St Ives was as lovely as ever.
Visiting so early in the year meant it was much quieter than in the high season. We stayed in the same gorgeous flat we’d been to in 2004 and 2005. Leo has long held that he is going to buy it when he grows up. The window makes you feel like you’re right out in the world.
We did a circular walk of about five miles to the church at Lelant.
When I was a child, one of the things I did with my dad was to go for long country walks to various churches in
We were blown away (not literally, though it was gusty!) by the beautiful views as we walked along. I fell in love with the houses huddled against the cliff at Hawk’s Point. We saw a kestrel on the way back. We were alongside the railway line for most of this walk. Anyone who has ever been to St Ives and not arrived by train has really missed something. I think it’s just about the most beautiful train journey I know.
Another good walk was up to Knill’s Monument. The rhododendron bushes are all being destroyed in an attempt to control Sudden Oak Death fungus. This was a bit sad but, luckily for us, the workmen doing that job were having their lunch break at the monument. They were able to confirm that the birds we had spotted were buzzards and they showed us where to spot St Michael’s Mount on the horizon.
It was Leo’s 8th birthday while we were there. I find it rather astonishing that he has got to such an advanced age already! He got a toy alethiometer, a spyglass in little wooden box and a very dinky little portable DVD player. Pearlie gave him a DVD of Ice Age, which they watched together on the train home.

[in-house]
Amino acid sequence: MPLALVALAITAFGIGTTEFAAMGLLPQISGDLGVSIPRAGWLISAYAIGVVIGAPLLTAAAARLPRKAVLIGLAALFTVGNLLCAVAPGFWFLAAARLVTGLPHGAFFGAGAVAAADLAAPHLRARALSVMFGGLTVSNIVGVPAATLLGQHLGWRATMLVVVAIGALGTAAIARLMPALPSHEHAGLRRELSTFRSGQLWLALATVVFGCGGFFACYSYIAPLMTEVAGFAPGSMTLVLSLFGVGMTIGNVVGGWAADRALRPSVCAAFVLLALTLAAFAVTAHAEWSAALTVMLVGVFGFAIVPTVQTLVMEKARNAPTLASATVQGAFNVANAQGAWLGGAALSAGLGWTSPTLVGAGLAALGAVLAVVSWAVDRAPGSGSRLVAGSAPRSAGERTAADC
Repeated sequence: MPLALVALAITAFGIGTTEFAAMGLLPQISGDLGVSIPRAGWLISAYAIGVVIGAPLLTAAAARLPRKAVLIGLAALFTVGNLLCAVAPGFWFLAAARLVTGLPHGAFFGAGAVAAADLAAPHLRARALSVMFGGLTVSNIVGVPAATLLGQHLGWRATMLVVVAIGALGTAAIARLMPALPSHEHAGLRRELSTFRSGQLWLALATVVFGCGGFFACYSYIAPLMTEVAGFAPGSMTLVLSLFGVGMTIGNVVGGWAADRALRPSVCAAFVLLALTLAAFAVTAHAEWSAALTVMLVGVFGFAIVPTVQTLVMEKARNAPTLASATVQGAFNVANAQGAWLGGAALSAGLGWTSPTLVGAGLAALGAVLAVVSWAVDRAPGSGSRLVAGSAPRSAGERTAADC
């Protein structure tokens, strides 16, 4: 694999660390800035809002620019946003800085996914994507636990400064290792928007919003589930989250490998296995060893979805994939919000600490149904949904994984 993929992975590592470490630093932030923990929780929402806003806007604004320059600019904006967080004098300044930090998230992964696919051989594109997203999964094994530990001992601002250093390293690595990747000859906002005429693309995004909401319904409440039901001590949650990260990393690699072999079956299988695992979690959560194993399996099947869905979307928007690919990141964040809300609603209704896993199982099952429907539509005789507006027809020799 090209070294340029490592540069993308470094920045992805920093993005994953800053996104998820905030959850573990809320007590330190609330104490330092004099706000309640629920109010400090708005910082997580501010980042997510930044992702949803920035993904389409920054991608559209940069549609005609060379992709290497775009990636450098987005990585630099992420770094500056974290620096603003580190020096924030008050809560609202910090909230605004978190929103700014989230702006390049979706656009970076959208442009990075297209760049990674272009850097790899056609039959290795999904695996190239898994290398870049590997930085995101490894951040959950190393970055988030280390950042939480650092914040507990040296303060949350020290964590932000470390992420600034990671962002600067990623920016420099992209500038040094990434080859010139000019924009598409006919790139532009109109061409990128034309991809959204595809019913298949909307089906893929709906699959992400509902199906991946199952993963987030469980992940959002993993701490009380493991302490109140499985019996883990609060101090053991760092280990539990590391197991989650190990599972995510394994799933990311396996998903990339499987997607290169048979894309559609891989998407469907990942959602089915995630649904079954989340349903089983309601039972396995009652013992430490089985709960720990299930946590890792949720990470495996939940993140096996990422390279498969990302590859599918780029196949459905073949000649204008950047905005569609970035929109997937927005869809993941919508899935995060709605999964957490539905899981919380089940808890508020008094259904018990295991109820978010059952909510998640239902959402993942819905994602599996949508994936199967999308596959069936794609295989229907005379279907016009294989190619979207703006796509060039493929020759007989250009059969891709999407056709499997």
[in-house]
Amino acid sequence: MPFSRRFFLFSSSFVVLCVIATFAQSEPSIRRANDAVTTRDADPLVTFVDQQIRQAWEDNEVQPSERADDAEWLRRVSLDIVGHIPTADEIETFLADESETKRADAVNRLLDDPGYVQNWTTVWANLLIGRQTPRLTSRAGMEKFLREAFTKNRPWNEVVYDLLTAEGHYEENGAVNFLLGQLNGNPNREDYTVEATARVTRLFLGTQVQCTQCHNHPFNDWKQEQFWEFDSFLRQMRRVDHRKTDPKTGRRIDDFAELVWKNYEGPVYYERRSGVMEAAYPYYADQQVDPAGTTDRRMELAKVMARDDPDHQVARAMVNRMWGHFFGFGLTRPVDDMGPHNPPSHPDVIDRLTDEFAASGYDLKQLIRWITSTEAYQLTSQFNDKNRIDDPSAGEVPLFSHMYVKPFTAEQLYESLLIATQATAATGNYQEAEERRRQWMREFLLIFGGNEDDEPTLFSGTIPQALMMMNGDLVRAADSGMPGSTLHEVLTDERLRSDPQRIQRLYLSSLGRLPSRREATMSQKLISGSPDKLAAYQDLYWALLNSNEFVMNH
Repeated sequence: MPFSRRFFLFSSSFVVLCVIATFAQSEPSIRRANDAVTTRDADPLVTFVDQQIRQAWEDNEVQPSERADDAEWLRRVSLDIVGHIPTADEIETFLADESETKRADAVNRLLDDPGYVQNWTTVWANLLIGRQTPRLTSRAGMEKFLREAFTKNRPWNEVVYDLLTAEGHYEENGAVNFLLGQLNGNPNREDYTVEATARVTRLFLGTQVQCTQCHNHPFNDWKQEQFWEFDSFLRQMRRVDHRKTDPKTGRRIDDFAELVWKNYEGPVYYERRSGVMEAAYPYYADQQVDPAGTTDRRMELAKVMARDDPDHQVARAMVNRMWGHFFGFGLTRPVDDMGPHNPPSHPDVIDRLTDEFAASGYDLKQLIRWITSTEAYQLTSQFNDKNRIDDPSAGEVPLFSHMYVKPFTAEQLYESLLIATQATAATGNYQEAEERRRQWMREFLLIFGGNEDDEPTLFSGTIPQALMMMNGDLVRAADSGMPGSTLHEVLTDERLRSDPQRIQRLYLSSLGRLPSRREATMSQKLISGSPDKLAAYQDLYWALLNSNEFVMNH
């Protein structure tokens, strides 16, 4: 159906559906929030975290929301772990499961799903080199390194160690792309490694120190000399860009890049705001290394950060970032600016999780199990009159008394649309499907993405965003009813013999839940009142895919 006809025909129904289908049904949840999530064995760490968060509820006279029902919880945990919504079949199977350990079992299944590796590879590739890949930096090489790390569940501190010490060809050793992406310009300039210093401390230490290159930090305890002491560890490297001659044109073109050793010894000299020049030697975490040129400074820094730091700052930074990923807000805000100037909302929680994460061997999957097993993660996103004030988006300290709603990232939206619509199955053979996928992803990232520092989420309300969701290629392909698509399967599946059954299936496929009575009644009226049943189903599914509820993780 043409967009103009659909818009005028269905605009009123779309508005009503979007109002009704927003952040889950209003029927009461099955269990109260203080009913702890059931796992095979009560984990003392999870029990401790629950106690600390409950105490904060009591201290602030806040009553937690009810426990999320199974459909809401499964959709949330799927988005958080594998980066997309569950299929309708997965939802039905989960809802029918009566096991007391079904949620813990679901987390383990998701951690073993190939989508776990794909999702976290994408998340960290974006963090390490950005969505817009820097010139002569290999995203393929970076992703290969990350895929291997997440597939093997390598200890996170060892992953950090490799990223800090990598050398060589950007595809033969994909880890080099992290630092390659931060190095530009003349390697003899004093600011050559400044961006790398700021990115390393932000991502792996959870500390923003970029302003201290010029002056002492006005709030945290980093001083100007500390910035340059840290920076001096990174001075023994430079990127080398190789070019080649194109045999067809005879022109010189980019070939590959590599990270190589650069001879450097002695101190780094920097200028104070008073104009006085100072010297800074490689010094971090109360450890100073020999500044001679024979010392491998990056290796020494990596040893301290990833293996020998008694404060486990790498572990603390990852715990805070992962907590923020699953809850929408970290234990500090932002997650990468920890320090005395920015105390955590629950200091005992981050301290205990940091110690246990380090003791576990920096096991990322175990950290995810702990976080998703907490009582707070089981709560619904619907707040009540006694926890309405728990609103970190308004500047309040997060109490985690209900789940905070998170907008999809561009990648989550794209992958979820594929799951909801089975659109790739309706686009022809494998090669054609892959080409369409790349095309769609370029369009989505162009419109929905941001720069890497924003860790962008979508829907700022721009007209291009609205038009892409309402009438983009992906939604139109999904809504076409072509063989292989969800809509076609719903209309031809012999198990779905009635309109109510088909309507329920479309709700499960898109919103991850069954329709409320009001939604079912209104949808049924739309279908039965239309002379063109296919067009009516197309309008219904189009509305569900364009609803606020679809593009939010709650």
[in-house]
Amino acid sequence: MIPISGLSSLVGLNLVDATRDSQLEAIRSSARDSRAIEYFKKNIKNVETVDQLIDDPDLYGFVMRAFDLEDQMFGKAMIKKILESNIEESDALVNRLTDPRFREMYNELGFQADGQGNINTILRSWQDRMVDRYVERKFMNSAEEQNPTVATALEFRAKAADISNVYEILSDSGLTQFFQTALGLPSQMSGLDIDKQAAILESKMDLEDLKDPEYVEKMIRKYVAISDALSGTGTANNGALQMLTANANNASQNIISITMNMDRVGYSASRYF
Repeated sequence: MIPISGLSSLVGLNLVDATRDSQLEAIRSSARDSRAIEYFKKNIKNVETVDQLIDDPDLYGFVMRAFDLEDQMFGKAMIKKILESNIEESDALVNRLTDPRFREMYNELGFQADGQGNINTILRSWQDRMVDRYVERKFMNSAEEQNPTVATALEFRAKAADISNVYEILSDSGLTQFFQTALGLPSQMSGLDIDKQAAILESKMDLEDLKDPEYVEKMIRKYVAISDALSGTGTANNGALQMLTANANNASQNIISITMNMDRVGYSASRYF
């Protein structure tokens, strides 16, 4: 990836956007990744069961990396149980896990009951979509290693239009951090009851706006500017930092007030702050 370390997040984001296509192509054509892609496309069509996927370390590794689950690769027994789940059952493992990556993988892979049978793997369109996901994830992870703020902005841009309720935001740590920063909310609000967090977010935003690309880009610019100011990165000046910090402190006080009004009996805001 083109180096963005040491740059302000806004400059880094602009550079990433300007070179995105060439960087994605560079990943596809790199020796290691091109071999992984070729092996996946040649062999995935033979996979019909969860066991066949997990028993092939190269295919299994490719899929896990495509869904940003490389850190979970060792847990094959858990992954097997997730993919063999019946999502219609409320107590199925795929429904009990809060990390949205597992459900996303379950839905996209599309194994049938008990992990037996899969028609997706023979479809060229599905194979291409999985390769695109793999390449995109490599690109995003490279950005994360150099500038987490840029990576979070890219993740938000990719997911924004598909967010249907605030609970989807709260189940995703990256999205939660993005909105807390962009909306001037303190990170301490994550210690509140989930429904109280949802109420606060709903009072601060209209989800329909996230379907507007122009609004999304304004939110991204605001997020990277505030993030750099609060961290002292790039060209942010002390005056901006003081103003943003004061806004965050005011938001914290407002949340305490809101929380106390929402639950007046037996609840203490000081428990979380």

It was a trip that was very heavy on reading (and pasties, as my waistline demonstrates) and I’m not sure if I can remember all the books that were read. Pearlie read two more books in the Ally’s World books she’s been enjoying, as well as a Jacqueline Wilson. Leo read an Alistair Fury book and a new Jamie Rix, Grizzly Tales book. Dani finished a book all about the Natural History Museum, called Dry Store Room No. 1 by Richard Fortey. She also borrowed a book from the local library about communities in Penwith in the twentieth century. I read a Ruth Rendell (that Pearlie and Leo gave me for Mothers’ Day) then wolfed down a Jeanette Winterson called The Stone Gods that I had somehow missed. By the last day I was without book and treated myself to The Accidental by Ali Smith, which I’ve just finished.
One of the most enjoyable things we did was to hide some treasure for cousins who are visiting St Ives next month. I can say no more, but it was good fun and I hope it remains undisturbed until they get there!Dani and the kids had a good swim at the local pool (I had managed to cut my leg on a stick, so didn't go in) and we ate lots of ice-cream most days. Leo discovered that he loved apple, pear and custard pasties. Pearlie got a nice pair of sandals that should last the summer. Oh, and we travelled very cheaply. It cost just £85.80 for all four of us to get to St Ives and back. This was done by using family railcard and single tickets. The kids travelled home today for £3.50 each! Journeys were simple and we made all connections, in spite of the fact that most of the underground was closed today.
Here's a few more photos to give you a flavour of the trip